Atiku's appeal

Court begins hearing Atiku’s election case

By Eromo Egbejule, in Lagos

Posted on March 27, 2019 13:28

Atiku Abubakar votes © The courts could soon rule on presidential candidate Atiku Abubakar’s case contesting the results of the February 2019 vote. REUTERS/Nyancho NwaNri
The courts could soon rule on presidential candidate Atiku Abubakar’s case contesting the results of the February 2019 vote. REUTERS/Nyancho NwaNri

The jury is out on Nigeria’s 2019 presidential vote, and the courts are hearing oppositionist Atiku’s case contesting the results today.

The 2019 elections, characterised by violence, voter suppression and other irregularities, erased some of the gains of those from four years ago which were widely seen as free and fair – although not entirely without a few chaotic situations. Former president Goodluck Jonathan, who was the first incumbent president in Nigeria’s history to lose to his opponent, conceded peacefully and without much fanfare.

The presidential elections tribunal will today begin the hearing of the case by Atiku Abubakar. The People’s Democratic Party (PDP) presidential flag bearer is contesting the outcome of the 23 February polls based on claims of vast irregularities. The five-man tribunal is chaired by the president of the appellate court, justice Zainab Bulkachuwa.

The voice of the courts and the voice of the people

  • Atiku’s case, which follows in the footsteps of President Muhammadu Buhari’s legal battle in each of his three previously unsuccessful presidential runs (2003, 2007 and 2011), is seen as a furthering of democracy in Nigeria, which returned to civilian rule twenty year ago.
  • The PDP goes to court with a spring in its step, having won 12 of the 27 concluded governorship elections – Buhari’s All Progressives Congress (APC) won 15 – and is in the lead in two of the remaining elections. It is the lead opposition force in all but one of the seven where no governorship elections were held this year.
    Nigeria has a distorted electoral calendar due to the judiciary having reversed the outcome of elections in seven of 36 states; this trend began after Peter Obi, Atiku’s running mate, had his mandate reinstated in 2006 after three years of litigation, to become governor of Anambra State in south-eastern Nigeria.
  • Last week, the Osun State election tribunal made a majority judgement, awarding the state gubernatorial elections held in September 2018, to the PDP. The electoral commission had announced the APC as winners. As expected, the incumbent has launched an appeal against the tribunal’s ruling.
  • An appellate court also upturned the victories of the APC’s candidates in Zamfara, upholding the decision of a lower court to support the Independent National Electoral Commission’s (INEC) decision to bar them from contesting. The restriction came as a result of internal APC conflicts. It is not clear if fresh elections will be ordered or if the runners-up will be declared winners.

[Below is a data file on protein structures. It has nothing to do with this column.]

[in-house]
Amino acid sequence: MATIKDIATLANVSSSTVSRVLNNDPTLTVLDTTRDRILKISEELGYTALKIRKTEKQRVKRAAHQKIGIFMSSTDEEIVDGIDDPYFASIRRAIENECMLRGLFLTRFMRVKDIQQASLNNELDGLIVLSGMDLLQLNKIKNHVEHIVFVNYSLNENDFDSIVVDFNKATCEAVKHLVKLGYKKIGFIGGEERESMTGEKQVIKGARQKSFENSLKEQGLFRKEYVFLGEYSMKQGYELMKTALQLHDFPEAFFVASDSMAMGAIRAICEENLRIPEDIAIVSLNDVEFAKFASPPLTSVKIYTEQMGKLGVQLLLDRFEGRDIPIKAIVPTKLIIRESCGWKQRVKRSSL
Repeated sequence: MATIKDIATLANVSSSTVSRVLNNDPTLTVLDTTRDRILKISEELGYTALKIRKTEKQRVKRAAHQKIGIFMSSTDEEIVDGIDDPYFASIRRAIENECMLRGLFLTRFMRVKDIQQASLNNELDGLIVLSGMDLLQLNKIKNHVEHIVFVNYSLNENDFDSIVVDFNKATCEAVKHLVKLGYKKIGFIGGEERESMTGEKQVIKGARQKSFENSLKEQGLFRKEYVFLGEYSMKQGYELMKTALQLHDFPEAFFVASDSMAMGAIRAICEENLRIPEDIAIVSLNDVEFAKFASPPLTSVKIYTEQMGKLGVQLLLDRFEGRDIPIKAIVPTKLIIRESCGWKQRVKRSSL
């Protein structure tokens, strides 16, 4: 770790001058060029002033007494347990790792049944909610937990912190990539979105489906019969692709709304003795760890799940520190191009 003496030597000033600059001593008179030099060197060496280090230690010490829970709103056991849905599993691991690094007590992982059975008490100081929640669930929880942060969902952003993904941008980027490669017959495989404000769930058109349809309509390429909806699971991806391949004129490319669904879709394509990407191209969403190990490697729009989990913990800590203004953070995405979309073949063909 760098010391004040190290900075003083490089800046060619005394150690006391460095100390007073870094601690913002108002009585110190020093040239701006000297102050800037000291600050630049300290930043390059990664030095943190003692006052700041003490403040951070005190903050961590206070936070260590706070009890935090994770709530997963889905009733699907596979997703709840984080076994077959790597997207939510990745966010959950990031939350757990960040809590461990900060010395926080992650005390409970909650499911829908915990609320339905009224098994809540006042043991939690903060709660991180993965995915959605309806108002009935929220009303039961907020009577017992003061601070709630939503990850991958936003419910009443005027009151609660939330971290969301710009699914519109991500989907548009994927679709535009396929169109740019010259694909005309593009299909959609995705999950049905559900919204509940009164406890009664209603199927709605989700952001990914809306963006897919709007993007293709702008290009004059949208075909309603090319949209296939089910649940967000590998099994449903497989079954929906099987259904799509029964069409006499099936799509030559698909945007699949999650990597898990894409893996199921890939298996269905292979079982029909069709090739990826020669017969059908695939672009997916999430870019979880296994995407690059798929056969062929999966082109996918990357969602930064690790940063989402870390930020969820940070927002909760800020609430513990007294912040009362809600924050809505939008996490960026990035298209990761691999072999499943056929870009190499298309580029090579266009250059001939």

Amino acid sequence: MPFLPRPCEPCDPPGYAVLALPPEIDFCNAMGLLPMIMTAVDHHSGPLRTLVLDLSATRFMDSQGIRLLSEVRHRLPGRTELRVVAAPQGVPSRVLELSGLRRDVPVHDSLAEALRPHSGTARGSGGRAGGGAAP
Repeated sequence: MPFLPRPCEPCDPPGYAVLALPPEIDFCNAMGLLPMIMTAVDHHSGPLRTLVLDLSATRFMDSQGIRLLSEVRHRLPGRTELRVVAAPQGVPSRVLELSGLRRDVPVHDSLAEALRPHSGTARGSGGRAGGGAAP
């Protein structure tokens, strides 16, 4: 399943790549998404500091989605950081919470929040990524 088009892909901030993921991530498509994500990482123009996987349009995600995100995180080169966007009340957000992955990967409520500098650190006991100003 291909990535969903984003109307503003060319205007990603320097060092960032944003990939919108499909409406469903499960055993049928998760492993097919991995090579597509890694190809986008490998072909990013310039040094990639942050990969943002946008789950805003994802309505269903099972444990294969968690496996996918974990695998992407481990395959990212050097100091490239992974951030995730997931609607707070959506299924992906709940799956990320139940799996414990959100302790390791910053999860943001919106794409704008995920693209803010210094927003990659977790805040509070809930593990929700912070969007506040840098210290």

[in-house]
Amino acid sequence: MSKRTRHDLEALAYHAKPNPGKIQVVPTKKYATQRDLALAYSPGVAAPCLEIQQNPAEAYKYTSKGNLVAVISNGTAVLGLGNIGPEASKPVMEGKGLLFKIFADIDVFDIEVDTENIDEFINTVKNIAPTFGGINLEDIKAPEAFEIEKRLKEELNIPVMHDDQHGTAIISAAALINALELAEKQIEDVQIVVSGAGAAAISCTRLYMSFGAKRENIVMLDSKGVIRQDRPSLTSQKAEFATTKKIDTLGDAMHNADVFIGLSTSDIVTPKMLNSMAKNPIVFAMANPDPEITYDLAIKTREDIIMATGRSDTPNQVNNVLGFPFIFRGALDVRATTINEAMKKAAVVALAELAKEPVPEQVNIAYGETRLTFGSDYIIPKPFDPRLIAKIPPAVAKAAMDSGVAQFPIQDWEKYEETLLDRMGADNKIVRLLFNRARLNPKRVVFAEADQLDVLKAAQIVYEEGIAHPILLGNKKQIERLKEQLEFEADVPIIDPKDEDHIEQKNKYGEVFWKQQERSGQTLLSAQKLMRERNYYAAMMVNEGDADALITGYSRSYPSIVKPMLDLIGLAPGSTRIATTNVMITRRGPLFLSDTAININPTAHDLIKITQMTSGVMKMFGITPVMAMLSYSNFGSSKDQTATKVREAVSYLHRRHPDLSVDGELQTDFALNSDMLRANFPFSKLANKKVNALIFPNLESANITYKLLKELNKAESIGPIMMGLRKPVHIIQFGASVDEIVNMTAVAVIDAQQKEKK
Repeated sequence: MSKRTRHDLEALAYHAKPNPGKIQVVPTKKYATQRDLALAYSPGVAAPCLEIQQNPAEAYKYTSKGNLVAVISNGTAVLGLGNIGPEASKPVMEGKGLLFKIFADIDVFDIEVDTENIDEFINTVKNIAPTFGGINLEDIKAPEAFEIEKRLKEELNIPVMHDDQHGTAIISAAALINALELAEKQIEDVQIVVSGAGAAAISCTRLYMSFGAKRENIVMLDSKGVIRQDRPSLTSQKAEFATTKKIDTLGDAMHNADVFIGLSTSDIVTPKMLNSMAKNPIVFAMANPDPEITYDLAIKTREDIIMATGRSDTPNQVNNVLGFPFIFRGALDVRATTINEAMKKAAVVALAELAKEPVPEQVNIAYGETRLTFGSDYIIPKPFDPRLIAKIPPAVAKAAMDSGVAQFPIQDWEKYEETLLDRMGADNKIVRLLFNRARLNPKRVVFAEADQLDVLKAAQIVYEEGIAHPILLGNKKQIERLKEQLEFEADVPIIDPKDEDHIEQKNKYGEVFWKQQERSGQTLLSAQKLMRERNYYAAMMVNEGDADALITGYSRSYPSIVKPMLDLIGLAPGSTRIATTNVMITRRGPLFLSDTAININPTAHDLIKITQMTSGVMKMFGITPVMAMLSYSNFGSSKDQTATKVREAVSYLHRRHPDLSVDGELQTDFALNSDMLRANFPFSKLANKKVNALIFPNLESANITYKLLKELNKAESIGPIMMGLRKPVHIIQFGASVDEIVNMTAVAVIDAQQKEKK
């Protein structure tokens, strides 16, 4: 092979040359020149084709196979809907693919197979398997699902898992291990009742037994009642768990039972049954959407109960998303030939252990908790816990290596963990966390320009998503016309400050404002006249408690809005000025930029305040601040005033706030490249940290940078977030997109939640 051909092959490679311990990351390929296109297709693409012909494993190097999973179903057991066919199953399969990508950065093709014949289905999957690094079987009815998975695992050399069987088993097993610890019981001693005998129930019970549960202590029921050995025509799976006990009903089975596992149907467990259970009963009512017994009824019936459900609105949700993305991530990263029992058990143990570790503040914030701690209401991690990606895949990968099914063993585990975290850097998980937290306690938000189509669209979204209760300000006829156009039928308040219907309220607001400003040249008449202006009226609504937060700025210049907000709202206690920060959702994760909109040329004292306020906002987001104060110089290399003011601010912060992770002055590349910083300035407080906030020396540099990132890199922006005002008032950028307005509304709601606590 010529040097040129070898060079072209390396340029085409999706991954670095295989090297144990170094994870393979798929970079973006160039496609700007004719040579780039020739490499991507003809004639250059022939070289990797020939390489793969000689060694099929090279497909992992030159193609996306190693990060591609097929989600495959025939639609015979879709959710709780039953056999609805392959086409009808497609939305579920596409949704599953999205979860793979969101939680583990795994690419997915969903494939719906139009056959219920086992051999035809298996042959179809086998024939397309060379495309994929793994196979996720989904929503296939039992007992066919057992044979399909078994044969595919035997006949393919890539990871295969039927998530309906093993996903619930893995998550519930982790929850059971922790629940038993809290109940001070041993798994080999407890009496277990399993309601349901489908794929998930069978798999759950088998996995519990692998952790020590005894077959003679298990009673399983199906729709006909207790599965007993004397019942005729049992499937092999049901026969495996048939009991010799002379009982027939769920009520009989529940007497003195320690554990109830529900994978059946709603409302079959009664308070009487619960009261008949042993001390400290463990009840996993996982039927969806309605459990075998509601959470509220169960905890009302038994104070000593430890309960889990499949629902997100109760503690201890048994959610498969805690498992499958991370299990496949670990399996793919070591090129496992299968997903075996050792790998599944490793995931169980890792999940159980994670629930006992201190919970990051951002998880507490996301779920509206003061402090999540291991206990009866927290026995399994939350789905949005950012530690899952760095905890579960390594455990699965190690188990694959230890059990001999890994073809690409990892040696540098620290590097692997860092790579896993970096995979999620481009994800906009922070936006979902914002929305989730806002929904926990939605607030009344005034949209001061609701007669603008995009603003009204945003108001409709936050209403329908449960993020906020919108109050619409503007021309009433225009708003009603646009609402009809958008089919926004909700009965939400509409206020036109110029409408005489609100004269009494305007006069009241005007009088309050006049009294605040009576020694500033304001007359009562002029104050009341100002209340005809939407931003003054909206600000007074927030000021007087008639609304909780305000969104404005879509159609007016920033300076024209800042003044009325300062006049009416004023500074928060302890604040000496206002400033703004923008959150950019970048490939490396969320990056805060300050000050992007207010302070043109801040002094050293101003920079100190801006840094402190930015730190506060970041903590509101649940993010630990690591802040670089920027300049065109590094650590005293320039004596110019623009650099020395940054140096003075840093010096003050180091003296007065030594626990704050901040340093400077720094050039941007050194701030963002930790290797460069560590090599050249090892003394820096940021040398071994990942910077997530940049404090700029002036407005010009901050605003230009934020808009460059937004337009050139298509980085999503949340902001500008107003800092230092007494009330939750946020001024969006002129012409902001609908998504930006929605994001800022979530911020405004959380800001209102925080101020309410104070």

Above the law

All of these judicial gains have happened just as successive presidents have contravened the rule of law. The Buhari administration has flouted a number of court orders.

  • Some of the most notable examples include the continued detention of former national security adviser Sambo Dasuki and Ibraheem El-Zakzaky, the head of a Shia Muslim movement.
  • In January, Buhari bypassed constitutional processes and suspended Walter Onnoghen, the chief justice, without due recourse to the National Judicial Council, for violating Code of Conduct for Public Officers provisions about undeclared assets.

One step forward or one step backward?

In the post-electoral period, observers, researchers and analysts have been comparing the elections of 2015 and 2019.

  • “There is no denying it”, Matthew Page of the Carnegie Endowment for International Peace said categorically. “Overall, 2019 has been a step backward in Nigeria’s democratic development. Both parties and INEC share responsibility.”
  • According to the Abuja-based Centre for Democracy & Development, there was widespread violence and disruption of polling in the Kano supplementary governorship election. “Initial evidence suggests there was a deliberate deployment of political thugs in the supplementary elections, to suppress voters, intimidate officials and skew the polls in favour of some political actors”.
  • Elsewhere, the Eurasia Group was one of very few contrary voices. Amaka Anku, head of its Africa coverage agreed that 2015 was a watershed moment but says it is “inaccurate” that violence and voter fraud were objectively worse than in 2015. “[Goodluck Jonathan/PDP presided over months of brutal violence against APC members in Rivers in 2015. […] It is easy to allow the huge positive fact of an incumbent’s loss in 2015 to overshadow the very serious violence and other challenges witnessed in that electoral cycle.”

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